Grant Number :    1R01GM066976-01

Pricipal Investigator : Hong Mei

Project Title : Solid-state NMR studies of antimicrobial peptides

Abstract : Antimicrobial peptides are evolutionarily highly preserved elements of the innate immune system in animals. They kill a wide range of microbial organisms such as bacteria, viruses, and fungi with high potency and speed. Their remarkable ability to prevent pathogenic resistance makes these peptides a viable alternative to conventional antibiotics. The broad objective of this research is to elucidate the structural basis for antimicrobial action, so that new and improved antibiotics with strong microbiocidal activity but low cytotoxicity to mammalian cells may be designed. The central hypothesis of this project is that antimicrobial peptides share common mechanisms of action that derive from the special characteristics of microbial membranes such as radius of curvature, surface charge, and lack of cholesterol, characteristics that are distinct from mammalian membranes. To test this hypothesis, we will specifically determine the interactions of two representative peptides with lipid bilayers that mimic bacterial, retroviral, and human erythrocyte membranes; determine the orientation topology of these peptides in these various lipid membranes; and measure the secondary structure and aggregation state of these peptides. The peptides of choice are protegrin-1 (PG-1) and rhesus theta-defensin 1 (RTD-1), which both possess a disulfide-bond stabilized beta-sheet conformation that is common to a large number of antimicrobial peptides, including the defensins found in humans. We will use an integrated solid-state nuclear magnetic resonance (NMR) approach to study the mechanism of action of these two beta-sheet peptides. The important lipid factors in antimicrobial selectivity will be identified by studying the lipid-peptide interactions in lipids with defined membrane curvature, cholesterol content, and anionic surface charges. 31P and 2H NMR will be used as the main probes for the lipid-peptide interaction. Information on the peptide orientation in the lipid bilayer is important for understanding whether the peptides disrupt the cell membrane by pore formation or by micellization. This information will be obtained by 13C and 15N NMR experiments using both oriented and unoriented static samples. The ability to extract molecular orientation using unoriented samples will allow us to measure the concentration-dependence and membrane-curvature-dependence of the peptide orientation. The secondary structure and aggregation of PG-1 and RTD-1 in lipid bilayers will be determined from NMR isotropic chemical shifts and multiple-quantum experiments, respectively. Together, the new structural information, correlated with the characteristics of lipid membranes, will significantly advance our understanding of the mechanism of action of beta-sheet antimicrobial peptides. Moreover, the proposed research will fill our knowledge gap of how beta-sheet peptides interact with lipid bilayers in general.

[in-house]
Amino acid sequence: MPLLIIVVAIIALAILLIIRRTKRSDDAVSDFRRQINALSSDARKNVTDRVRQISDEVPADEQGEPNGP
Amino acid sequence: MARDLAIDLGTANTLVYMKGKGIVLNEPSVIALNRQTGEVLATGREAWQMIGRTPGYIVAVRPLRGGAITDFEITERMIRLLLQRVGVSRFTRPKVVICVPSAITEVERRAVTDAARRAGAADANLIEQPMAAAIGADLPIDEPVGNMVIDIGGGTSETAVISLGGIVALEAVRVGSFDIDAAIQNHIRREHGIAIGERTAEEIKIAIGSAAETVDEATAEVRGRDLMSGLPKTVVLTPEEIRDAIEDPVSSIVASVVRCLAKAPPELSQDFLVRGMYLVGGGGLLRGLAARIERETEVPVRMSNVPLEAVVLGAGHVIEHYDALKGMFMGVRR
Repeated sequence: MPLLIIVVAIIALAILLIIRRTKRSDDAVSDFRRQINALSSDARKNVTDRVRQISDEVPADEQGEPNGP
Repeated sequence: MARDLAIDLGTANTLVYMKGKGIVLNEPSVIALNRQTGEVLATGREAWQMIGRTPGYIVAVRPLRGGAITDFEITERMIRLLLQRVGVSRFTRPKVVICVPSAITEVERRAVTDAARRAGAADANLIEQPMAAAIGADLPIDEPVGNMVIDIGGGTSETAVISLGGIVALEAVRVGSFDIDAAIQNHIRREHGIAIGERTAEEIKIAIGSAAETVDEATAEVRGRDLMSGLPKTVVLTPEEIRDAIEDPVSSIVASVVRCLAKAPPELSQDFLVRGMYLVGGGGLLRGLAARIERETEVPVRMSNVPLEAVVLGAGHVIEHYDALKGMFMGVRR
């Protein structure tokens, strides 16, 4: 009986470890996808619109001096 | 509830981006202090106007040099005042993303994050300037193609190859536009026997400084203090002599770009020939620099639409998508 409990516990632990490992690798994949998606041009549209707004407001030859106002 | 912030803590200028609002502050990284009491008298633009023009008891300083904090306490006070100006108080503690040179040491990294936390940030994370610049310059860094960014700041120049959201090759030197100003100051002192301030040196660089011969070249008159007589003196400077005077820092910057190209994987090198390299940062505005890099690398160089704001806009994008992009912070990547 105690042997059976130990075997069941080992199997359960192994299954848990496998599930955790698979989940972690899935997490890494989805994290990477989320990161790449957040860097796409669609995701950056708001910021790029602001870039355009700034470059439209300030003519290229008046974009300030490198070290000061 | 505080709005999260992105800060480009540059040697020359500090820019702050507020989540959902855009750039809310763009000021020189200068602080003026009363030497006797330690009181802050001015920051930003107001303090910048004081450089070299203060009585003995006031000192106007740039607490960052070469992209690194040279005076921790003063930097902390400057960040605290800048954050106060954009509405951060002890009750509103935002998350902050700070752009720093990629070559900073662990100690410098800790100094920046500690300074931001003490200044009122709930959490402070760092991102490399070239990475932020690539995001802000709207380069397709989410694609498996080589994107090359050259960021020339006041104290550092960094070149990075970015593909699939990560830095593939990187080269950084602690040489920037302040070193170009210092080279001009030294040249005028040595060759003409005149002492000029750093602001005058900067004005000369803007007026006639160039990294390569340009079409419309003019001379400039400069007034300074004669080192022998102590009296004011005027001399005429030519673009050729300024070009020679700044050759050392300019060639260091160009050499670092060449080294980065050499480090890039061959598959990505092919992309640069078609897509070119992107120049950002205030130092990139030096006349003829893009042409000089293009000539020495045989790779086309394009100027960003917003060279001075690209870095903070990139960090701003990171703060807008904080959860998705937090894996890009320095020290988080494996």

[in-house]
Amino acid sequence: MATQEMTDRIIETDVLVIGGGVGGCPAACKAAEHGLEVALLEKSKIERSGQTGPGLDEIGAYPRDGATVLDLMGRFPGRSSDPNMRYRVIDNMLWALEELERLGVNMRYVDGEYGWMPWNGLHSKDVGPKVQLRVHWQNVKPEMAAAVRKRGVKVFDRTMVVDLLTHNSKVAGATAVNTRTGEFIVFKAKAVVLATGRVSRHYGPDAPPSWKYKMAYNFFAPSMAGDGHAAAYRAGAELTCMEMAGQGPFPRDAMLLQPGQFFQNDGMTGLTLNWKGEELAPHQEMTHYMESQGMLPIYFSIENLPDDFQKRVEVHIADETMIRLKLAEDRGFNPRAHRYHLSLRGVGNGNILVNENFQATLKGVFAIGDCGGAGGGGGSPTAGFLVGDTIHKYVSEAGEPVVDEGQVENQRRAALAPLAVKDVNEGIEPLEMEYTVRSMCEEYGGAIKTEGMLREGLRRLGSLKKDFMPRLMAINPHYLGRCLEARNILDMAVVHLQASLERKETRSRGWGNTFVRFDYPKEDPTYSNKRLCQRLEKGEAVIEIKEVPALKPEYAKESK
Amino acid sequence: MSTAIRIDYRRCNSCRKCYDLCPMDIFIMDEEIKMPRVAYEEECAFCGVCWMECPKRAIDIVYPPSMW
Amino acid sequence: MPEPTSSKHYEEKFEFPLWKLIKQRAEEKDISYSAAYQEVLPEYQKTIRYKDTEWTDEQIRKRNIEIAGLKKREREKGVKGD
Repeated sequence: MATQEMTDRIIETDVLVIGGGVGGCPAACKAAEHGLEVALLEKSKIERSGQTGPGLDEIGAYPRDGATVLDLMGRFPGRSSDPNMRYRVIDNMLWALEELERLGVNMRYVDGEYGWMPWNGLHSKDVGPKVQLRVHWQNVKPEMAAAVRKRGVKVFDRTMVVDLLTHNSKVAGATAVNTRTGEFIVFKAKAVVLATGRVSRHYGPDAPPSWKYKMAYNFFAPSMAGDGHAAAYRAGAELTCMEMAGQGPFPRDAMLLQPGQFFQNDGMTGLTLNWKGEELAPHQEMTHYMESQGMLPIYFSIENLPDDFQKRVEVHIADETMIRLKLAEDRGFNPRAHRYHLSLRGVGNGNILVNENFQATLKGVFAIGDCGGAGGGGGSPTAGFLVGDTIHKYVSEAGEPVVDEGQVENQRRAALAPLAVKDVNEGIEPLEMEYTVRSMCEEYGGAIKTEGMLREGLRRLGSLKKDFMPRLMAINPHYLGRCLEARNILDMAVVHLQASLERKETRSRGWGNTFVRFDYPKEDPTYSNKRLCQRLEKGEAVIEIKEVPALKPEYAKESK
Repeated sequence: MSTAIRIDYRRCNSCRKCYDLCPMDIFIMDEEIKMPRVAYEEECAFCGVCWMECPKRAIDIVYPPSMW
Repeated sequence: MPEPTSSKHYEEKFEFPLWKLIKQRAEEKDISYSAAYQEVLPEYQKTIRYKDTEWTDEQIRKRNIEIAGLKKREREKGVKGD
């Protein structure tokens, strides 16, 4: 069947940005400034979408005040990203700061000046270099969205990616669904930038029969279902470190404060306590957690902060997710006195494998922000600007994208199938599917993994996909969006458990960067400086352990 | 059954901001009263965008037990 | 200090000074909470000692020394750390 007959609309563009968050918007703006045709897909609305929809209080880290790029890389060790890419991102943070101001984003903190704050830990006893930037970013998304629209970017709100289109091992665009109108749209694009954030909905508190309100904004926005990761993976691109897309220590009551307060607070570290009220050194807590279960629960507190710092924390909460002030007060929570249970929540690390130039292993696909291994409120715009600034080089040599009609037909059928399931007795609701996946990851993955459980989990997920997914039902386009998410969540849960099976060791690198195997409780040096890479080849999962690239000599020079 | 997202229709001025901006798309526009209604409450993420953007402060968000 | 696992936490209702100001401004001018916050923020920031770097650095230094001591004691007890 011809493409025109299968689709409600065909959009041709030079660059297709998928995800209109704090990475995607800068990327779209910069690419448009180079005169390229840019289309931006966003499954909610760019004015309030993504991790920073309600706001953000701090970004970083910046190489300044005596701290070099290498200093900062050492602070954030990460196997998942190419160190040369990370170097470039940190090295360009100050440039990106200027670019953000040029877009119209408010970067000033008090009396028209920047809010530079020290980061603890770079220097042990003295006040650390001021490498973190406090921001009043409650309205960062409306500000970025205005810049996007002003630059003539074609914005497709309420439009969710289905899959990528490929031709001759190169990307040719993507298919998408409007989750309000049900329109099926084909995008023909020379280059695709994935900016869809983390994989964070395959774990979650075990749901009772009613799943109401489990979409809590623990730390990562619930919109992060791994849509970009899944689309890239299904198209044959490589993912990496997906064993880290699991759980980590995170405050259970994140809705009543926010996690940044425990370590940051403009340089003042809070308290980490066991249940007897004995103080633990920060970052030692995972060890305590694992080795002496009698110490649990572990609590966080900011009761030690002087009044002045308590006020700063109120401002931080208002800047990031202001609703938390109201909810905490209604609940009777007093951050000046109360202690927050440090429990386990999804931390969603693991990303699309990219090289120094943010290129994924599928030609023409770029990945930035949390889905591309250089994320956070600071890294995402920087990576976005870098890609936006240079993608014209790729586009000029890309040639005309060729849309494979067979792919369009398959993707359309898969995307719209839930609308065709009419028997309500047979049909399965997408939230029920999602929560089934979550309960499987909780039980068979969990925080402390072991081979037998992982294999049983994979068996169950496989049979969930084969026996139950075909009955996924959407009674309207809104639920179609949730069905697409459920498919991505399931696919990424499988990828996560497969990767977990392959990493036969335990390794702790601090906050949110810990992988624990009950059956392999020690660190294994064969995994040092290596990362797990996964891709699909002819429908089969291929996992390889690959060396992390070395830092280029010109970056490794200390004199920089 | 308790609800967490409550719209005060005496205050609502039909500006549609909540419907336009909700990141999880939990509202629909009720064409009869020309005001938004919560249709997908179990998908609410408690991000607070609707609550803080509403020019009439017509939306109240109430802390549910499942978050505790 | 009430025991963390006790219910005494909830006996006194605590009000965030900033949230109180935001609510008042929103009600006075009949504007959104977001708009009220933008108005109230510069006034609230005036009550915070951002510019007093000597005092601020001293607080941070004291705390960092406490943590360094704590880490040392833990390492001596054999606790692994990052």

Duration of Award : 01 FEB 2003 - 31 JAN 2008

Amount :

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